• End of Civil War (April 9, 1865) 13th, 14th, & 15th Amendments
  • The Compromise of 1877 & the end of Reconstruction
  • Disenfranchisement of Black Voters 1890
  • Plessy vs. Ferguson (1896) “Separate but Equal”
  • Start of Jim Crow Segregation Laws (cerca 1900)
  • 1921 Tulsa Race Massacre & the Burning of Black Wallstreet
  • Redlining & the Federal Housing Administration (National Housing Act of 1934)
  • G.I. Bill (the Servicemen’s Readjustment Act of 1944)
  • Brown v. Board of Education (1954)
  • Federal Aid Highway Act of 1956 
  • Civil Rights Act of 1964 
  • Voting Rights Act of 1965
  • 1968 Fair Housing Act
  • Nixon “War on drugs” Drug Enforcement Administration 1973
  • Regan “Just Say No” (Comprehensive Crime Control Act of 1984)
  • Mandatory Minimums & the Anti-Drug Abuse Act of 1986 
  • Clinton Mass Incarceration & the 1994 Crime Bill (Violent Crime Control and Law Enforcement Act)
  • Obama elected to presidency (November 4, 2008)
  • Fair Sentencing Act of 2010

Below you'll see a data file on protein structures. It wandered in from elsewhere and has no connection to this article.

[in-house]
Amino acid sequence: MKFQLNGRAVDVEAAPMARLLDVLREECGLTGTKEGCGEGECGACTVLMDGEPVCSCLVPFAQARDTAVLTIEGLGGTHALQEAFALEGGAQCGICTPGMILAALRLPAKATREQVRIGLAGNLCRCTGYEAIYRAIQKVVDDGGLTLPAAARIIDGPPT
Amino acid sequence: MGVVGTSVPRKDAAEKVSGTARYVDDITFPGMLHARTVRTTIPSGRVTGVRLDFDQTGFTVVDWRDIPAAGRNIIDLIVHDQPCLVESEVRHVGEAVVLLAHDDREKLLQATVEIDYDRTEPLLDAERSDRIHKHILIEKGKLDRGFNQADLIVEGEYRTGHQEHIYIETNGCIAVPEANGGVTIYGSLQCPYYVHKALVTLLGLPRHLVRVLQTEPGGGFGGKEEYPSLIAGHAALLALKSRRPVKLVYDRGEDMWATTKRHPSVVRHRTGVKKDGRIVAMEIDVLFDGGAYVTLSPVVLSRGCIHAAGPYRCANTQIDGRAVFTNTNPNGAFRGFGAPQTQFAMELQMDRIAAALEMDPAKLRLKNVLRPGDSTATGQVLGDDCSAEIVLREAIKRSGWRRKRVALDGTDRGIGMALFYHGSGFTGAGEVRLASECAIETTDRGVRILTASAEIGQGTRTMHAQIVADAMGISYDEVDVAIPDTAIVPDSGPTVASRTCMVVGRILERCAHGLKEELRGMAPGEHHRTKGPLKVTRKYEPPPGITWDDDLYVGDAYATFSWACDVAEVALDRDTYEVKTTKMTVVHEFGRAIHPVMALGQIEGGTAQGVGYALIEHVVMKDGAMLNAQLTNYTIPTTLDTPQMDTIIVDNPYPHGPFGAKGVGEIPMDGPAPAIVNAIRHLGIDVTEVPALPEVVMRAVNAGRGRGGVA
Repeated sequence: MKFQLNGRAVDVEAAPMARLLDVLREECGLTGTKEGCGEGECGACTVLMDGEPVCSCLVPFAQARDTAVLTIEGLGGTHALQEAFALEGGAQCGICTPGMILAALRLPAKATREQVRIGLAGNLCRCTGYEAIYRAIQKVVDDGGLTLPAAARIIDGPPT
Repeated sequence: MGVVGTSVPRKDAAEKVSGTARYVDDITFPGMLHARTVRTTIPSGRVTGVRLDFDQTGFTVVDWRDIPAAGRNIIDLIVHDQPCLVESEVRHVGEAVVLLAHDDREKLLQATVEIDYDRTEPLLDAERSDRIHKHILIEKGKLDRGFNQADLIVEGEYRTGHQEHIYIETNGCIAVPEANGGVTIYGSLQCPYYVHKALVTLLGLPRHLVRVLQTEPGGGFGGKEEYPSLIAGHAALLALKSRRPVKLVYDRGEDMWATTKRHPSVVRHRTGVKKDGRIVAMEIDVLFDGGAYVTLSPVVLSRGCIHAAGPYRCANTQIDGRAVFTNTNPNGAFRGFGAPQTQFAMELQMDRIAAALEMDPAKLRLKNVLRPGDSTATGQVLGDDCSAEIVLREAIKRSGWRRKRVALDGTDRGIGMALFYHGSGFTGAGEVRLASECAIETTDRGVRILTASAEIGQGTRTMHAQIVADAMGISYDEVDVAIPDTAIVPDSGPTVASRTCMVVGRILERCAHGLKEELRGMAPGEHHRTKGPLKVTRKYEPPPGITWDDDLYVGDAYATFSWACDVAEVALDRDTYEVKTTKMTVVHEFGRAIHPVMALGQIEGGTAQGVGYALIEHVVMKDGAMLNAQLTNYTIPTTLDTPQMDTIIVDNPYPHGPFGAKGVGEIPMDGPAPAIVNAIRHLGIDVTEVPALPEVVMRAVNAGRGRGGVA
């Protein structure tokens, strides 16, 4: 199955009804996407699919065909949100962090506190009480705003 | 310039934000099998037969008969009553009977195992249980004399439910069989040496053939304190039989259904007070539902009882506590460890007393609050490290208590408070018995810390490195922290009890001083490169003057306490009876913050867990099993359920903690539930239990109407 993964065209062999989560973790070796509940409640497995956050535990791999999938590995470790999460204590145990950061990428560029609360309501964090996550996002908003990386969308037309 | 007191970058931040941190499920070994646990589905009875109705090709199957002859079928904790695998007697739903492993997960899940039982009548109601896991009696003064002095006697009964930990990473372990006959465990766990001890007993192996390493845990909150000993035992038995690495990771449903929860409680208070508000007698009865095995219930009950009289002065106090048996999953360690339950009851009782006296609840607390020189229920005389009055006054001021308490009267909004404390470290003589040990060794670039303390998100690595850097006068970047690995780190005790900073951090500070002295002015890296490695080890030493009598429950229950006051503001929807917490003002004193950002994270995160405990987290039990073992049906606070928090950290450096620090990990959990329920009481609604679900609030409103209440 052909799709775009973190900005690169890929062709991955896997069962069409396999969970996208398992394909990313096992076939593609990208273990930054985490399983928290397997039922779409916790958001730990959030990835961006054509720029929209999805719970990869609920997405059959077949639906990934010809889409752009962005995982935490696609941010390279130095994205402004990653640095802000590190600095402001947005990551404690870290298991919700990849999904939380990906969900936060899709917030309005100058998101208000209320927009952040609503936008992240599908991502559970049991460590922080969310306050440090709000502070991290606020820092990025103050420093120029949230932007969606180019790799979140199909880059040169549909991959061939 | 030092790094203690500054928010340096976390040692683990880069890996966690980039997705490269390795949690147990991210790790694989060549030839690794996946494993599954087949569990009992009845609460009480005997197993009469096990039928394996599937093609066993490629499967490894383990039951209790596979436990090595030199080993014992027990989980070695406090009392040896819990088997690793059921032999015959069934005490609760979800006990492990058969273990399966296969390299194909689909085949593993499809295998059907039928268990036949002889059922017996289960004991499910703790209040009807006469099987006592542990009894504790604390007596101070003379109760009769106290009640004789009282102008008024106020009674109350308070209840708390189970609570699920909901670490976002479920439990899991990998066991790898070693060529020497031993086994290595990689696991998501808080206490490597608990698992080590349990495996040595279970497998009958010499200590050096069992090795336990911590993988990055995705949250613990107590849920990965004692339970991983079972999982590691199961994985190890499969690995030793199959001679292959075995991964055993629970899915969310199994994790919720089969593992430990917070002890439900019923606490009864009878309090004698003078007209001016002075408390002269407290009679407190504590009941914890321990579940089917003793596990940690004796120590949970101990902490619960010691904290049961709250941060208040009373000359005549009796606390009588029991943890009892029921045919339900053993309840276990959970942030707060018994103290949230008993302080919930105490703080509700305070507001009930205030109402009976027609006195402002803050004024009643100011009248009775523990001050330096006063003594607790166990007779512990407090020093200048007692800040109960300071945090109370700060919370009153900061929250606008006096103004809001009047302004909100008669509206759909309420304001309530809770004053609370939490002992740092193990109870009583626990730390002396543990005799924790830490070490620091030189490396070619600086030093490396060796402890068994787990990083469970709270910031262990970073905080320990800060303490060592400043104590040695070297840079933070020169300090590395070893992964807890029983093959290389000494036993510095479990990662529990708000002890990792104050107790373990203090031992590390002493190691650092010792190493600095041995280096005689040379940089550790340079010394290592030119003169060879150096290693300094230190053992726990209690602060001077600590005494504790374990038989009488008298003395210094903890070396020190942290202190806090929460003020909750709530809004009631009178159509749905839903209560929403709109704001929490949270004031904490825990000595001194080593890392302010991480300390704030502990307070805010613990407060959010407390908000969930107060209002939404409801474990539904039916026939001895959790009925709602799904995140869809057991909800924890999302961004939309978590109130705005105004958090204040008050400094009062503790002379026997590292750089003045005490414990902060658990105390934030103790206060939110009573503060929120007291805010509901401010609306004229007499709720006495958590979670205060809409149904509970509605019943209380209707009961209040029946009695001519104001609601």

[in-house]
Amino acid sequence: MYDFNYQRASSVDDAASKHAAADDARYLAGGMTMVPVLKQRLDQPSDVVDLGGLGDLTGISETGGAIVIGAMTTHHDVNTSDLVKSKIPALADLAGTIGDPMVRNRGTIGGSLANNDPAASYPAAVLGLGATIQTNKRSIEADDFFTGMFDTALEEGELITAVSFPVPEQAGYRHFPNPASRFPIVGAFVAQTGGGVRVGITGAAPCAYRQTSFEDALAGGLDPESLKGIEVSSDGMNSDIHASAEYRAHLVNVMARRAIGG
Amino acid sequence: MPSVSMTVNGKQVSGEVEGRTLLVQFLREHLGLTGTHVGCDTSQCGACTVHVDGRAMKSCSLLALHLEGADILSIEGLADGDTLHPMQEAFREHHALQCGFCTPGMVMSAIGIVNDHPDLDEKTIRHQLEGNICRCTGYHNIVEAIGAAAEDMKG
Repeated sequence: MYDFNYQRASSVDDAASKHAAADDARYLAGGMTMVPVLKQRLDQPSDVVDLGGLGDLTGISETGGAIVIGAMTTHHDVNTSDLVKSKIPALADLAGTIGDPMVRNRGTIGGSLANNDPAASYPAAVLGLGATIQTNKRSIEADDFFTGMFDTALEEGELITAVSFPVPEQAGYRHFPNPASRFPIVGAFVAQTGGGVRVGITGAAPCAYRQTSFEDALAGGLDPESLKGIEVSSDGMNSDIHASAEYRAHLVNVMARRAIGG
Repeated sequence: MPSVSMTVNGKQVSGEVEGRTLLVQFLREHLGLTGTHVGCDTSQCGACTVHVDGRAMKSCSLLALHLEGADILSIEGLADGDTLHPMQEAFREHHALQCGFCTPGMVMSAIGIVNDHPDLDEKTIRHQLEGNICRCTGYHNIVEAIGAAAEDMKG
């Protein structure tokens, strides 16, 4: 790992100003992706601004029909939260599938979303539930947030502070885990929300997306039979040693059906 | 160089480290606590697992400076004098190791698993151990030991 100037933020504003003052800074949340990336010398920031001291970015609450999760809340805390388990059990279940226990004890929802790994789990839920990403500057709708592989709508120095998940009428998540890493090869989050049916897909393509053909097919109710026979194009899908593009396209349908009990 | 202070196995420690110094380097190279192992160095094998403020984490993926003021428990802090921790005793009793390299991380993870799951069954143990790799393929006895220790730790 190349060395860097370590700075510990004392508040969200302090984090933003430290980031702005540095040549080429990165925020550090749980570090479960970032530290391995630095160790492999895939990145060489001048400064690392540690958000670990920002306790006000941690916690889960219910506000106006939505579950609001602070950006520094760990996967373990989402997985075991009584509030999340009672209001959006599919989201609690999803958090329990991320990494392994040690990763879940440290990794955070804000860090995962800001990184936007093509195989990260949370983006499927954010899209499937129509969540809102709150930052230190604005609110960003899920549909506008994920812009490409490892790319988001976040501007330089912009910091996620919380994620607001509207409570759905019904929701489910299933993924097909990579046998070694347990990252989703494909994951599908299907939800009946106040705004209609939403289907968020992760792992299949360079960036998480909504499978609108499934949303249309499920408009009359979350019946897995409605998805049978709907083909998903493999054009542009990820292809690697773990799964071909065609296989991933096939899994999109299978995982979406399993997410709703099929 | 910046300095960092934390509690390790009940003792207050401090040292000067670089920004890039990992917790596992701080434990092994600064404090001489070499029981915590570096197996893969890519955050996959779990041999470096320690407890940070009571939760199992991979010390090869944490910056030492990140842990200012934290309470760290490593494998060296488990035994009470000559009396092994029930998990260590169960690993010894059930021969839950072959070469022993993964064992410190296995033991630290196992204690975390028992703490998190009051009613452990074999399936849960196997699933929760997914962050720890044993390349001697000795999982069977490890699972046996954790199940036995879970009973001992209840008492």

• Colin Kaepernick Kneels (August 14, 2016)
  • Trump elected to presidency (November 8, 2016)
  • Charlottesville Unite the Right rally (August 12, 2017)
  • George Floyd Murder and Summer of Protests (May 25, 2020)
  • Juneteenth National Independence Day Act 2021
  • Failed Freedom to Vote Act (formally the John Lewis Voting Rights Act) January 2022
  • Affirmative Action Rejected Students for Fair Admissions v. Harvard (June 29, 2023) 
  • Student Loan Forgiveness Rejected Biden v. Nebraska (June 30, 2023)
Disclaimer: This timeline is an incomplete and subjective selection of significant events. Minority groups across America have faced racially discriminating laws and policies throughout our nation’s history. These should be acknowledged and studied to find solutions to help all people.